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#1

# Voltage Frequency Calculations

I am having an issue finding any documentation on calculations for 50hz systems. Here is my example:

If i have to design a system around 30kw heaters supplied with 480 volts from a 3phase service.

Purely resistive loads typically have a PF of 1. So 30,000\480 x 1.732 = 36 amps

What would the current draw be for 50hz 480v 3phase? What is the formula to solve for this?

I read something somewhere, which i cant for the life of me find, about a volt frequency ratio; any help would be appreciated.

09-15-2013 03:00 PM
Top #2
Frequency is not a factor in this calculation. P = U * I * SQRT(3)
09-15-2013 05:03 PM
Top #3
You may be thinking of the motor formulas for running a 50 hz motor at 60 hz or any other voltage than what the motor is wound for.

Are the heaters actually three phase or are they single phase heaters and just the service is three phase?
09-15-2013 07:36 PM
Top #4
This is my concern. In america we assume with our calculations 60hz. If a system is designed and spec'd at 60hz what happens when you install said system into a facility who's power supply is rated at 50hz, for example almost the rest of the world...

Does this affect only motors or both motors and purely resistive loads?

So I found this equation X(l) = 2pi x F x L where f is the frequency and l is henries. 2 is the constant for a single phase system i confirmed this using a known value for X(l)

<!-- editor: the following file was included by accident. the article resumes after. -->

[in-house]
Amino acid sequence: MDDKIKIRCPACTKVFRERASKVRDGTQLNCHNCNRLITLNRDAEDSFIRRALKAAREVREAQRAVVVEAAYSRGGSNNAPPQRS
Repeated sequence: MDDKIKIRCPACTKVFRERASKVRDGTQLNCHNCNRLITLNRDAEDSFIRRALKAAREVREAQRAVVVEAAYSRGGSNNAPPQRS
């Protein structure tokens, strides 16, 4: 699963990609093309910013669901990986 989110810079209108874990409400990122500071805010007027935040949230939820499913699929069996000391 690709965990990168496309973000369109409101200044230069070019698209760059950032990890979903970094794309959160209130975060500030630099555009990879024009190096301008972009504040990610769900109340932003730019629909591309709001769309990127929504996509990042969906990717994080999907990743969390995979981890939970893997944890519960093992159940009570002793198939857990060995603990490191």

So now lets move to a 3phase system. X(l) = 1.732 x pi x F x L

Lets use my question above as the example. 30kw \ 480 x 1.732 = 36A

480 x 1.732 \ 36 = 23

So lets plug in 23 for X(l) so 23 = 1.732 pi x F x L

23 = 5.43848 x 60 x L

23 = 326.3088 x L

L = 23 \ 326.3088

L = .070485381

Now we have the all of the variables solved for lets check if this makes sense.

Lets cut the frequency in half. X(l) = 5.43848 x 30 x .070485381

X(l) = 11.5 so lets this in.

480 x 1.732 \ 11.5 = 72A

We have doubled the current by reducing the frequency by half, this makes sense to me.

So now lets plug in 50hz

X(l) = 5.43848 x 50 x .070485381

X(l) = 19.17

480 x 1.732 \ 19.17 = 43 amps.

This again makes sense to me

However my concern is if this affects a system designed for 60hz put in service at 50hz, again it will be for a purely resistive load (heaters)

It is to my understanding it will work but it will draw more current, and this is the math ive used to solve for it.
09-15-2013 10:26 PM
Top #5
Inductuve resistance has nothing to do with simple resistance, you are going in completely the wrong direction. As the frequency is important for inductive and capacitive resistance, it is totally of no influence for resistive loads,
09-16-2013 12:38 AM
Top #6
As a collegue also pointed out, acording to IEC-60038, for 50Hz systems 480V is not a standard value, 50Hz systems only use 230/400V, 400/690V or 1000V as standard values.

http://cmapspublic2.ihmc.us/rid=1L6G6428L-XZ32Y6-1H9G/iec60038.pdf
09-16-2013 03:22 AM
Top #7
Ok so a change in frequency has no influence on a purely resistive load. that was my main concern. Thanks for the input!

I know 480 isnt a standard, I typically see 380, 575, and 600V for our foreign customers. I was just using a random voltage for the calculation.

Thanks again to all who responded.
09-16-2013 06:02 AM
Top #8
As Mr. David said , purely resistive load has no concern with frequency. Out of your question and just to support ideas: